May contain a hash of options:



  • Continuing the discussion from The nerdy jokes thread:

    Meanwhile, over in wtf land:

          class Enum < Hash
              # Public: Initialize an enum.
              #
              # members - the array of enum members. May contain a hash of options:
              #           :start   - the number of first enum member. Defaults to 1.
              #
              # Examples
              #
              #   FRUITS = Enum.new(:apple, :orange, :kiwi)
              def initialize(*members)
                super({})
            
                options = members.extract_options!
                start = options.fetch(:start) { 1 }
            
                update Hash[members.zip(start..members.count + start)]
              end
            
              # Public: Access the number/value of member.
              #
              # ids_or_value - number or value of member.
              #
              # Returns value if number was provided, and number if value was provided.
              def [](id_or_value)
                fetch(id_or_value) { key(id_or_value) }
              end
          end
    


  • I don't get it.


  • Discourse touched me in a no-no place

    I guess "hash of options" just sounds weird, but I guess it's like a congress of weasels or whatever.



  • Ok, here's the definition of extract_options!:

    The file is over 50% comments. Ruby is a language with a lot of syntactic sugar and very little boilerplate.



  • Oh you mean the thread title? That was just a red herring. The rwtfs are, in numerical order:

    1. 1-based indexing.
    2. “Returns value if number was provided, and number if value was provided.”
    3. Rolling your own enum type.


  • So instead of explaining that, you pulled a @ben_lubar and just posted the content without an explanation until post number 5.



  • I don't understand why somebody would want the start option to be configurable.



  • Imagine if, when you had gone to the source of the extract_options method, you saw something that in no way produced the behavior that you would expect from the code sample I posted?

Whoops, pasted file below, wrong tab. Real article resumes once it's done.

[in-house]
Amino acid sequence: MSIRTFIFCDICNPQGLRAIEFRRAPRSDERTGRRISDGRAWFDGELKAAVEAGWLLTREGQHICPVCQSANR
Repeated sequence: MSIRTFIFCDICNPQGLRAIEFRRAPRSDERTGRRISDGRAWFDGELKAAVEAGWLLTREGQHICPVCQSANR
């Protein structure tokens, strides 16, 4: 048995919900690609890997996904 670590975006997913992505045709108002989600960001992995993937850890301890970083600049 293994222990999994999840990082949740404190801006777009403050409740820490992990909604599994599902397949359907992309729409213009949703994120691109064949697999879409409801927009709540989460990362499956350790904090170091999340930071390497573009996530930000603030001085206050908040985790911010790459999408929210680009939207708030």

Perplexed and disoriented is the correct frame of mind to be in while viewing this code.



  • Because they chose a ridiculous default?



  • I have no strong opinion about 0 or 1 based indexing. But it's pretty stupid to write code that could be either one with no way to tell from the code at the call site.



  • I know right? Because either the number that's assigned to each value doesn't matter, and there's no reason to configure it, or it does matter, and specifying it through the order of a variable's ctor arguments in the code is totally inappropriate.



  • @Buddy said:

    Perplexed and disoriented is the correct frame of mind to be in while viewing this code.

    @Buddy said:

    Because they chose a ridiculous default?

    I was going to say, "Because they chose a ridiculous language." Shit like this confirms my good sense in staying away from Ruby.



  • @Captain said:

    I have no strong opinion about 0 or 1 based indexing.

    Yes, I use both in different circumstances, and they are convenient in different ways.


  • Discourse touched me in a no-no place

    @Buddy said:

    Oh you mean the thread title? That was just a red herring. The rwtfs are, in numerical order:

    1. 1-based indexing.

    2. “Returns value if number was provided, and number if value was provided.”

    3. Rolling your own enum type.

    • Having an enum type at all in a language that can work so easily with string tokens.

    Seriously, why would you bother with all the tedious mapping to and from integers except when interfacing to some low-level C code? And then you'd put the mapping on the C side anyway…



  • Shit like this confirms my good sense

    Sometimes I feel like Ruby is just PHP in {sheep's, emperor's new} clothing. But what do I know, I'm just a stupid kid.

    @dkf:
    string tokens

    Do you mean strings (Ruby strings are mutable) or tokens (Ruby tokens are a memory leak)? Confusing the two (they cannot be used interchangeably) will cause you a world of trouble.

    why bother with the tedious mapping

    It's for storing them in the db. Except that they accidentally also used the ints as parameters in several places, making the whole thing an exercise in futility.



  • @Buddy said:

    Do you mean strings (Ruby strings are mutable) or tokens (Ruby tokens are a memory leak)? Confusing the two (they cannot be used interchangeably) will cause you a world of trouble.

    He means :symbols as should have been clear from the context. No 🚩 for you.


  • Discourse touched me in a no-no place

    Yep, and in the database I'd keep the “enum” with names in its own table and use foreign keys referencing that “enum table” in my main table. Like that, I wouldn't need to actually understand the tedious small numbers for the enum, when what it's actually talking about is “it's one choice from this small set”.

    Mapping enums to ints under the covers is merely an implementation feature of how C works.



  • This. We've got plenty of named options, named settings variants, etc. They're translated by enumerations in C code, but configuration (disk/db) and web UI (php) all use the strings.



  • Rails has a really nice* enum type, where you can define the enum on a class, and each of the enum members behaves like a boolean property.

    * ‘Nice’ as in ‘sickeningly sweet syntactic sugar’. It is critical to understand Ruby well in order to understand how to use enums effectively.



  • No pennant for a pendant? :<o>(


Log in to reply
 

Looks like your connection to What the Daily WTF? was lost, please wait while we try to reconnect.